There’s nothing ‘definitive’ in PM’s latest Brexit ruse

by Luke Lythgoe | 14.05.2019

First, we had “meaningful” votes. Then we had “indicative” votes. Are we about to get “definitive” votes, as the prime minister struggles to find a way to break the parliamentary gridlock over Brexit? If we do, there will be nothing definitive about them.

Today’s Cabinet decided two things: to continue the fruitless cross-party talks with Labour; and to try to pass legislation for Theresa May’s Brexit deal before MPs go on their summer holiday, probably in mid/late July.

Given that the talks with Labour are getting nowhere, the government may instead ask MPs to rank a series of Brexit outcomes in order of preference, according to reports in the Telegraph and Huffington Post. The idea is that a voting system would be used whereby the least popular option would be eliminated and its second preferences assigned to the remaining options, then the second least popular option would be eliminated and so forth until there was a “winner”.

There are plenty of problems with this idea. First, Labour isn’t prepared to buy into it, according to Huffington Post. So would the government just soldier on alone? That is unclear. Downing Street merely says: “Ideally we would have Labour support in order to go ahead with these votes.”

Second, just because the process would produce a “winner”, there’s no guarantee that MPs will like it. If the idea that comes out on top was many MPs’ second or third choices, they won’t feel bound to pass the legislation implementing it.

Third, the options presented to MPs may not be specific enough. Take the proposal to enter a customs union with the EU. This was fairly popular in last month’s “indicative” votes and has been at the centre of the government’s talks with Labour. But the proposal is staggeringly vague. There are different ways to do a customs union, each with drawbacks which will put off different MPs.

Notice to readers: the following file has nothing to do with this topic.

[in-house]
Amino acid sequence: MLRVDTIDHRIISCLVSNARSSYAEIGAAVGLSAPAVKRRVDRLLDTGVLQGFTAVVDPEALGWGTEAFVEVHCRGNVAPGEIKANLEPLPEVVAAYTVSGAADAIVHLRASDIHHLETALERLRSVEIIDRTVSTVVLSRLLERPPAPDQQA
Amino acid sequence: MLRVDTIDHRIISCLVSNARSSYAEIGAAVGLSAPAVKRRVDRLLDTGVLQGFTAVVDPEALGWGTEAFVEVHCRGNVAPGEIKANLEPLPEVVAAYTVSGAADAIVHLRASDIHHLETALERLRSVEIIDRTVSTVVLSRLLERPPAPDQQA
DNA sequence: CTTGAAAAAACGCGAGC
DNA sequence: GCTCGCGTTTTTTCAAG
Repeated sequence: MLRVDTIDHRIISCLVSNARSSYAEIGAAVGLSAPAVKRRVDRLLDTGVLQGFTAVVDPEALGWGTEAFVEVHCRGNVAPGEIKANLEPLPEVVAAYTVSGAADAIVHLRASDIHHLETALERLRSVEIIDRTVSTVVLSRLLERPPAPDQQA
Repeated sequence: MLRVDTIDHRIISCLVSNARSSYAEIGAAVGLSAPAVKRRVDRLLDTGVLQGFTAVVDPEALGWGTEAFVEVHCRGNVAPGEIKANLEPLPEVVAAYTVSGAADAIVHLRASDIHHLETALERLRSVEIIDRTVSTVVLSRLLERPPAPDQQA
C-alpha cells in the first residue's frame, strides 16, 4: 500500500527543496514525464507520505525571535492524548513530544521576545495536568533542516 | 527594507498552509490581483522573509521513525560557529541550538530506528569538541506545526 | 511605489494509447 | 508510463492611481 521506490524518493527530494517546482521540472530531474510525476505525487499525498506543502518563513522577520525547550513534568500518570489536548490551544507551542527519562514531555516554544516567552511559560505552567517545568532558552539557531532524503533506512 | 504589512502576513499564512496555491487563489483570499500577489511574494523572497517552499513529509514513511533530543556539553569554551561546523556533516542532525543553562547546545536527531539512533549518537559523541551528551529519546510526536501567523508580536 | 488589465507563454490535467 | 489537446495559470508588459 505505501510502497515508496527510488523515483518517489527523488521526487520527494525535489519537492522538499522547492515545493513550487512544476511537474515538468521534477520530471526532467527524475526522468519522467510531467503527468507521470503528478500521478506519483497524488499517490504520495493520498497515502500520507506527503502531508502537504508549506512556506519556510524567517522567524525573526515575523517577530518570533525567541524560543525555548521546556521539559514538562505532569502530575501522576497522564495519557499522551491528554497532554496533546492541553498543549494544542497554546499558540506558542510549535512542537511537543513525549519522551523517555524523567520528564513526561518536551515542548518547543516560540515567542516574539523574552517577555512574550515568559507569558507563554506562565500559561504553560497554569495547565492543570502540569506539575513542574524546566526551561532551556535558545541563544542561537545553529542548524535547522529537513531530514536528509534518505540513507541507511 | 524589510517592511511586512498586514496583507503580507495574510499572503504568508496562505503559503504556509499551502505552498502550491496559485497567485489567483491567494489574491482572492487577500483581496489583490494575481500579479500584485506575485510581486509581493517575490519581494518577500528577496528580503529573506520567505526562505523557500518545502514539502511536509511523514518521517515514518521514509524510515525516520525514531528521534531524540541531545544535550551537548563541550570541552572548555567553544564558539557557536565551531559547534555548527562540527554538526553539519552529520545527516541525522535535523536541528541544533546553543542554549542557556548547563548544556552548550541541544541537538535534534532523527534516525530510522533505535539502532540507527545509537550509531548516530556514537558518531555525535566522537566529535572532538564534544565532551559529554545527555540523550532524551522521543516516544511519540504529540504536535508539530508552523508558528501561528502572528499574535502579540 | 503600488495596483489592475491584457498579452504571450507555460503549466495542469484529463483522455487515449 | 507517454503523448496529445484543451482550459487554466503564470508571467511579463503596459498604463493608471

Finally, can the government even be trusted to abide by the result of its own process? We’ve seen May flip-flop before in a bid to keep her angry Brexiter backbenchers happy. She could do so again if her definitive votes don’t produce a result they like.

Boris Johnson, for example, was today part of a group of MPs who wrote to the prime minister telling her not to agree a customs union with Labour – saying this would split the Tory party. Why wouldn’t he repeat the threat if a customs union came out of the definitive votes process?

When the EU offered a new Brexit deadline of Halloween, it warned our politicians “not to waste this time”. But that’s exactly what is happening.

This latest “definitive” votes scheme is hopeless. The British people need something genuinely definitive, and that means MPs putting Brexit to a public vote.

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Edited by Hugo Dixon